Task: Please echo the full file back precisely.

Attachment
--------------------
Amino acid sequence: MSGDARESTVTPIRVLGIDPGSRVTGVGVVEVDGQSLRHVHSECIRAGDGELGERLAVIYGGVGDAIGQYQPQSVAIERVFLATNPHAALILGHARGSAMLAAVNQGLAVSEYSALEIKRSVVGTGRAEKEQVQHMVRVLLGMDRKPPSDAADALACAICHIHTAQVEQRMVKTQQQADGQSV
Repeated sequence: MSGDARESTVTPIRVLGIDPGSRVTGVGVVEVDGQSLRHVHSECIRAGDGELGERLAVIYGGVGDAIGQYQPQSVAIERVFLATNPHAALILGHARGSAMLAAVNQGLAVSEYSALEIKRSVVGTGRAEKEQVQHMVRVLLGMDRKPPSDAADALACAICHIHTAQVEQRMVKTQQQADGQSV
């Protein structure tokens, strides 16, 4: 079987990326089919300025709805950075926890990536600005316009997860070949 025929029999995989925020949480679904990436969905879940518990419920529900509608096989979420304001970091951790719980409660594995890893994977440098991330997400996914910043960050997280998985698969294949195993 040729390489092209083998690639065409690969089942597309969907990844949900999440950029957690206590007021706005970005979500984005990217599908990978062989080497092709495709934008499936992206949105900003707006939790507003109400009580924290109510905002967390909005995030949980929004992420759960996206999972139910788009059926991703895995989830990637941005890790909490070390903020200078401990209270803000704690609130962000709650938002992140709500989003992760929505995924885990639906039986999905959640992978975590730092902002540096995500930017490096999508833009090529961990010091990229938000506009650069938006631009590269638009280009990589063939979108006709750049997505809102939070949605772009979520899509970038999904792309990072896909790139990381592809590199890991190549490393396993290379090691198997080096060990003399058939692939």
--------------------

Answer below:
Amino acid sequence: MSGDARESTVTPIRVLGIDPGSRVTGVGVVEVDGQSLRHVHSECIRAGDGELGERLAVIYGGVGDAIGQYQPQSVAIERVFLATNPHAALILGHARGSAMLAAVNQGLAVSEYSALEIKRSVVGTGRAEKEQVQHMVRVLLGMDRKPPSDAADALACAICHIHTAQVEQRMVKTQQQADGQSV
Repeated sequence: MSGDARESTVTPIRVLGIDPGSRVTGVGVVEVDGQSLRHVHSECIRAGDGELGERLAVIYGGVGDAIGQYQPQSVAIERVFLATNPHAALILGHARGSAMLAAVNQGLAVSEYSALEIKRSVVGTGRAEKEQVQHMVRVLLGMDRKPPSDAADALACAICHIHTAQVEQRMVKTQQQADGQSV
């Protein structure tokens, strides 16, 4: 079987990326089919300025709805950075926890990536600005316009997860070949 025929029999995989925020949480679904990436969905879940518990419920529900509608096989979420304001970091951790719980409660594995890893994977440098991330997400996914910043960050997280998985698969294949195993 040729390489092209083998690639065409690969089942597309969907990844949900999440950029957690206590007021706005970005979500984005990217599908990978062989080497092709495709934008499936992206949105900003707006939790507003109400009580924290109510905002967390909005995030949980929004992420759960996206999972139910788009059926991703895995989830990637941005890790909490070390903020200078401990209270803000704690609130962000709650938002992140709500989003992760929505995924885990639906039986999905959640992978975590730092902002540096995500930017490096999508833009090529961990010091990229938000506009650069938006631009590269638009280009990589063939979108006709750049997505809102939070949605772009979520899509970038999904792309990072896909790139990381592809590199890991190549490393396993290379090691198997080096060990003399058939692939």